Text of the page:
'More of my patients are victims, but their symptoms are under much better control'

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Indy Lifestyle Online

Looking after patients with asthma is bread-and-butter work for general practitioners.

Looking after patients with asthma is bread-and-butter work for general practitioners.

One in seven school children and one in 25 adults are said to have asthma, so it ranks with ear infections, indigestion and headaches on a GP's list of "top 10" illnesses.

I work in a big, busy inner-city health centre and my impression is that although asthma has become more common over the past 15 years, the treatment has improved enormously over that period too. More patients have asthma, but their symptoms are under much better control. A wide variety of inhalers are now available to treat asthma attacks and, more importantly, to prevent asthma from causing symptoms at all.

Patients with mild asthma - those, for example,who get a little wheezy in the hay fever season or when a cat enters the room - will probably use a "reliever" inhaler that stops the wheezing almost immediately. For those with more serious asthma, the mainstay of treatment is a steroid inhaler to prevent wheezing before it starts.

Inhaled steroids have revolutionised the treatment of asthma. In my practice it has become a relatively rare event for a patient to need hospital admission for an asthma attack. The reason is that most of our asthmatic patients take their steroid "preventer" inhalers regularly. Hospital wards and casualty departments used to be full of such patients attached to nebulisers and intravenous drips. Inhaled steroids have changed allthat.

In the bad old days, asthma used to force children to miss classes for days and weeks because they were too wheezy and too short of breath to be able to get to school. Now, teenagers consider it "cool" to take their inhalers to school, and one drug company is exploiting this in its advertising campaign.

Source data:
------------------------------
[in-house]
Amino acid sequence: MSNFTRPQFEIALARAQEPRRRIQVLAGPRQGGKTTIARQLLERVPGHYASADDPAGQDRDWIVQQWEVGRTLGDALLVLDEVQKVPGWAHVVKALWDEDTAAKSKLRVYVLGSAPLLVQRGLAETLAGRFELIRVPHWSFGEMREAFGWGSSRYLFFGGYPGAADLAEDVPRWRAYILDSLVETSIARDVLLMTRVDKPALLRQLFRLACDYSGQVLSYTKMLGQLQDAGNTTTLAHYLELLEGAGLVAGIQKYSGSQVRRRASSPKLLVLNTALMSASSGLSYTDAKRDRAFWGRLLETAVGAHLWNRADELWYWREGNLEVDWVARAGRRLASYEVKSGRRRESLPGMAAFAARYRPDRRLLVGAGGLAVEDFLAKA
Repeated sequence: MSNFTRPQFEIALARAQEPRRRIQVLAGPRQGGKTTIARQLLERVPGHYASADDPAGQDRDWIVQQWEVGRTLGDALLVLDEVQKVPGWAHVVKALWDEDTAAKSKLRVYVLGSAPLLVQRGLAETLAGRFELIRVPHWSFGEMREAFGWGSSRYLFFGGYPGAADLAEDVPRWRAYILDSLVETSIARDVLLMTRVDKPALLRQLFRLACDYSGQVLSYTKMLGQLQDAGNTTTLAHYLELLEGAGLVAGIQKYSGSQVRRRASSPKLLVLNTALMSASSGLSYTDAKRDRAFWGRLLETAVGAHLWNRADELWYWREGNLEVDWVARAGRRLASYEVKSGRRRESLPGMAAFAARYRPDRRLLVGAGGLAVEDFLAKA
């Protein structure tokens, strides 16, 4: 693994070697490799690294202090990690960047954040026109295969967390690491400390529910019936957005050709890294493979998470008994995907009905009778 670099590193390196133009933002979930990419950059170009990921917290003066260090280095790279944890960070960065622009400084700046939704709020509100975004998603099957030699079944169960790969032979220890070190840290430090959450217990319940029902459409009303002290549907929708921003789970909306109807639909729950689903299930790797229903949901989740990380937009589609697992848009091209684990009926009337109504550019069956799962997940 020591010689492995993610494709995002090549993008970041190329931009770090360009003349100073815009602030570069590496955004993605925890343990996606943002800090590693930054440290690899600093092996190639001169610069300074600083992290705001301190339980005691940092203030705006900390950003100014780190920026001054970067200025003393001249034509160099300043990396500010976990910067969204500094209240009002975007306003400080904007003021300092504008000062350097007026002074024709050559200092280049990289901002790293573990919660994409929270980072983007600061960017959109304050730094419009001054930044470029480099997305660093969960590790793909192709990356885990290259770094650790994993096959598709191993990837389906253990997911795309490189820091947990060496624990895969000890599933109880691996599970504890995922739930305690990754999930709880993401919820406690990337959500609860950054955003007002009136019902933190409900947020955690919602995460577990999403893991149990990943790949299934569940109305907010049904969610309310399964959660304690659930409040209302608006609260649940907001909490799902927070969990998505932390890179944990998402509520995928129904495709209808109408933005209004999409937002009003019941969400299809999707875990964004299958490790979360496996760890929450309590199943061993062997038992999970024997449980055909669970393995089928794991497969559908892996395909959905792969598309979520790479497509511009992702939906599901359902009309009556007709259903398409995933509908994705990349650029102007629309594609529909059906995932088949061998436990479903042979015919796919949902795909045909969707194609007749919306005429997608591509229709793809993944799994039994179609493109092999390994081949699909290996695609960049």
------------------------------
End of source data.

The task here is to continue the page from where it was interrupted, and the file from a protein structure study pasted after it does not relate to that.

Steroids have had bad press because of their potential side effects - women growing beards, men growing breasts, children not growing at all. But with the help of groups such as the National Asthma Campaign, patients with asthma have discovered that inhaled steroids have almost no side-effects.

General practice asthma clinics run by practice nurses have played a part in the public education campaign that has helped to bring asthma under control. The NHS has paid family doctors financial incentives to set up asthma clinics.

If there is now a genuine downturn in the number of new asthmatics, it will be welcome news for patients, doctors and nurses. The NHS and the Treasury will be pleased too; asthma costs the health service £670m a year. The only people who might not be so pleased will be the manufacturers of asthma medications. For 15 years, their business has boomed, with new drugs, new inhalers and growing public awareness of the need to treat asthma aggressively.

But it is certainly much too early to predict the demise of asthma as a major public health problem. Despite the success of new inhalers, new drugs and plenty of health education, there were 1,584 deaths from asthma in 1997, the latest year for which figures are available. Each death is a reminder of how serious asthma can be.

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